Pakistan: Civil society groups reject proposed Shariah, Hasba acts

The Joint Action Committee (JAC), a forum of civil society groups, has rejected the proposed NWFP Shariah Act, 2003, and the Hasba Act.
The JAC stated that both these documents reflect the Muttahida Majlis-i-Amal's (MMA) government fascist desires to forcefully impose its own nefarious wishes on people in the name of Islam.
A meeting of the committee was held on Friday in the office of Strengthening Participatory Organisations. The main agenda of the meeting was the proposed acts, that have been approved by the provincial cabinet and are ow placed before the provincial assembly for discussion.

According to a press release issued here on Saturday, the committee members discussed in detail both the contents and process for bringing the two pieces of the proposed legislation into effect in the province. There was a unanimous agreement that the process adopted was flawed as it had not been opened to public debate in order to gather input from various strata of society.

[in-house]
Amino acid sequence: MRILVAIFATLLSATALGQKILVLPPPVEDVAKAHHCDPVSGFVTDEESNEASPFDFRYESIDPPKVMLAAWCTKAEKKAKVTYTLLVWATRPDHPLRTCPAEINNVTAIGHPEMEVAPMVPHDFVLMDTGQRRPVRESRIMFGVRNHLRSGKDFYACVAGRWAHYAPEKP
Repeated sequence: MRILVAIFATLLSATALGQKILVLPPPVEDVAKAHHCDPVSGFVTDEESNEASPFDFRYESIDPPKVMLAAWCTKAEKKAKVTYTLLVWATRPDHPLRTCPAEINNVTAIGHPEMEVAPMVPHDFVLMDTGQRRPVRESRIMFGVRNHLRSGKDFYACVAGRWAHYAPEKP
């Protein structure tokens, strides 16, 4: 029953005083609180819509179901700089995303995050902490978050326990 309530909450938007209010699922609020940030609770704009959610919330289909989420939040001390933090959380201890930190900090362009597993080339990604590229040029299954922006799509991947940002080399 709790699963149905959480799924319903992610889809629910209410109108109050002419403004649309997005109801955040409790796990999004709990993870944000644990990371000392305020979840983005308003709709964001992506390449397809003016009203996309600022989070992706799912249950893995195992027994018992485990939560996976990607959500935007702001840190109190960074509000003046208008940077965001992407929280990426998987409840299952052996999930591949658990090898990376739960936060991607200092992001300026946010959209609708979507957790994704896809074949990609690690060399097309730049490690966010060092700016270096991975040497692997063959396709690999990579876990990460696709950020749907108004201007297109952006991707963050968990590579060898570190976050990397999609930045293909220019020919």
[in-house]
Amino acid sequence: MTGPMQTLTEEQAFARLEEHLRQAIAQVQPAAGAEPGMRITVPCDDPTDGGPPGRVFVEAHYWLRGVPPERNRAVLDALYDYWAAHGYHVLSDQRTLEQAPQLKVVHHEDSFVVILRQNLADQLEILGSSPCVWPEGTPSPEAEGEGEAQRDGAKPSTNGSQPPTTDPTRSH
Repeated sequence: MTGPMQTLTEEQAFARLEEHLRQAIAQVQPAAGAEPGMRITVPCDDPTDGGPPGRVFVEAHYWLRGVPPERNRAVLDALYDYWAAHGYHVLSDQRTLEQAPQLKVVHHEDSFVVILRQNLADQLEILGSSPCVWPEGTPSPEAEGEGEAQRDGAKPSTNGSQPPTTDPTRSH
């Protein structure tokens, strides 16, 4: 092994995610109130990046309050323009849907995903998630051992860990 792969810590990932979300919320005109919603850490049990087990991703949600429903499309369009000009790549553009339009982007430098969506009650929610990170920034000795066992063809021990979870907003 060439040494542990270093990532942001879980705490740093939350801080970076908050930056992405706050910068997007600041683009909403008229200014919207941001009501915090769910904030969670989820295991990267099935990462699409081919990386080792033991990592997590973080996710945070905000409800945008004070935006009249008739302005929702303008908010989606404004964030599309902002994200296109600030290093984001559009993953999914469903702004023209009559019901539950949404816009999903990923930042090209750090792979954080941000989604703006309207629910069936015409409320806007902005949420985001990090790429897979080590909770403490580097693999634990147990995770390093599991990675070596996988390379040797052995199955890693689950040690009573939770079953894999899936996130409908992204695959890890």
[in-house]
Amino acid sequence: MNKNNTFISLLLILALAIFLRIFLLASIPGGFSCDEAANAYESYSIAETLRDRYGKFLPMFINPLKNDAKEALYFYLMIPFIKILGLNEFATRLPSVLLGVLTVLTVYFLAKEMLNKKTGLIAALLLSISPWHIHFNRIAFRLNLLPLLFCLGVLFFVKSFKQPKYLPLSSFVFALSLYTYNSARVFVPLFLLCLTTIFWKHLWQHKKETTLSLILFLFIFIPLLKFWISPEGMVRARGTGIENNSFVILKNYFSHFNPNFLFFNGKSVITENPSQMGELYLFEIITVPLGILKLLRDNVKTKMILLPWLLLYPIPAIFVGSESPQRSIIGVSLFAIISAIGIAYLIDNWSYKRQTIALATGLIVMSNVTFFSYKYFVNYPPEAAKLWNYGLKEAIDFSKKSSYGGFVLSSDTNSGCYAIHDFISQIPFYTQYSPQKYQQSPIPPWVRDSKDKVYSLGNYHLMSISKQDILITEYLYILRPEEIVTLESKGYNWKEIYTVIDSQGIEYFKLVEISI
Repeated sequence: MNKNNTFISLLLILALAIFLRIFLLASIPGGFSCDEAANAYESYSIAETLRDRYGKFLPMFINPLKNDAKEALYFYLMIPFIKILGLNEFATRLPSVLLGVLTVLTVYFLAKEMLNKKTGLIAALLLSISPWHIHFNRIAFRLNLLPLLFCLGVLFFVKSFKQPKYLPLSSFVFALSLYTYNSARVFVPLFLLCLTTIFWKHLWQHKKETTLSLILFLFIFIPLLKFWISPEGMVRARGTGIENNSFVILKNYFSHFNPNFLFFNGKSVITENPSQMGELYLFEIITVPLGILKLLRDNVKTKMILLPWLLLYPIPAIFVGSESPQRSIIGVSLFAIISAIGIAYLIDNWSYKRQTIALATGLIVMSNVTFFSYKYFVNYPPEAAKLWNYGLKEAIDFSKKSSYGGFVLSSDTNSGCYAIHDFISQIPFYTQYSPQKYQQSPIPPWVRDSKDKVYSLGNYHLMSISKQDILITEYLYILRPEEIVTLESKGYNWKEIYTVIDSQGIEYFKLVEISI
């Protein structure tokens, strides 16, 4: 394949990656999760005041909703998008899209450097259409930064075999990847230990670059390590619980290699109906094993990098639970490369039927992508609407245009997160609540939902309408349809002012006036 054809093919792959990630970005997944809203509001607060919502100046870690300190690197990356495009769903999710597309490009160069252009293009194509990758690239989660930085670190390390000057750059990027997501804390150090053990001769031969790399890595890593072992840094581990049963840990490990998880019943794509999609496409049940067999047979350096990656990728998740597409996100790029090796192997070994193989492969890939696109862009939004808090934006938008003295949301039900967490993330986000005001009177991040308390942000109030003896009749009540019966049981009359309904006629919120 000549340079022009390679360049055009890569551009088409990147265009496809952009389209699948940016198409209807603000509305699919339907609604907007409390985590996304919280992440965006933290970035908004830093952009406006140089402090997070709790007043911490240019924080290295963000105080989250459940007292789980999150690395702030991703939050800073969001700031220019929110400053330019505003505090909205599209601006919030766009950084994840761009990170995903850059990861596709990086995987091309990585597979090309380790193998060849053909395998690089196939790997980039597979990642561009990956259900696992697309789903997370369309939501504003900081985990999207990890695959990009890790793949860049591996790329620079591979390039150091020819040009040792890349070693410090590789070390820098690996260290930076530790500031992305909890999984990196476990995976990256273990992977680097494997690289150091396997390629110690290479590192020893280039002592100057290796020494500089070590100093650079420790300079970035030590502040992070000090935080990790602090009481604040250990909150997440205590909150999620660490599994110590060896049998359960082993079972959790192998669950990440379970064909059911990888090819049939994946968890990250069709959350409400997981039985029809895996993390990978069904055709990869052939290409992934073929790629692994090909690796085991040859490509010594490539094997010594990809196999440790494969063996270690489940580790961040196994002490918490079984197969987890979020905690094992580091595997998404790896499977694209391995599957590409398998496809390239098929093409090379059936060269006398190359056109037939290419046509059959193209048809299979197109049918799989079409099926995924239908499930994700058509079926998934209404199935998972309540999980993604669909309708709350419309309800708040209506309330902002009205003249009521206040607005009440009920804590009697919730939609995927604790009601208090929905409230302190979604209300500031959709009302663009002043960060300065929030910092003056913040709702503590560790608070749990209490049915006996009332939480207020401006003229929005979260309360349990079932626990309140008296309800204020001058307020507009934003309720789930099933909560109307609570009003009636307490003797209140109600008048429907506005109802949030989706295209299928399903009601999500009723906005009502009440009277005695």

The forum was of the opinion that any piece of legislation is too serious a business to be left to the whims of a selected few, even if they are elected representatives.

The participants opined that the process adopted by the MMA government in the province was also in contradiction with the Islamic principles under which an opinion only becomes a law when various opinions are culminated through voluntary Ijma of the people into one.

Since the term Shariah has yet not been defined in the country, the MMA's government proposal for a Shariah bill was in contradiction with Islam and the Constitution, they said.

On the proposed legislations' content, the members felt that it was in direct conflict with Islam, the Constitution of the country and other existing judicial and administrative set-ups in the province.

They expressed concern over the supra constitutional and judicial powers given to the mohtasib under the proposed Hasba Act "in an attempt to further weaken the judiciary".

Under the Hasba Act, there was also no accountability of the chief minister and the mohtasib who would enjoy a free reign to consider whatever he deemed right or wrong and issue punishment on the spot, the members stated.

They also said the two proposed legislations were not only in serious conflict with the principles of Islam and the Constitution, but were also a deliberate attempt to violate the human rights. They would result in abuse of power in the province, they viewed.

The committee demanded of the federal and provincial governments to withdraw the bill forthwith and first place it for a wider public debate through media, discussion forums and consultations at various levels.

The meeting was attended by about 30 representatives of NGOs and CBOs, university and college teachers, labour unions, journalists and political activists.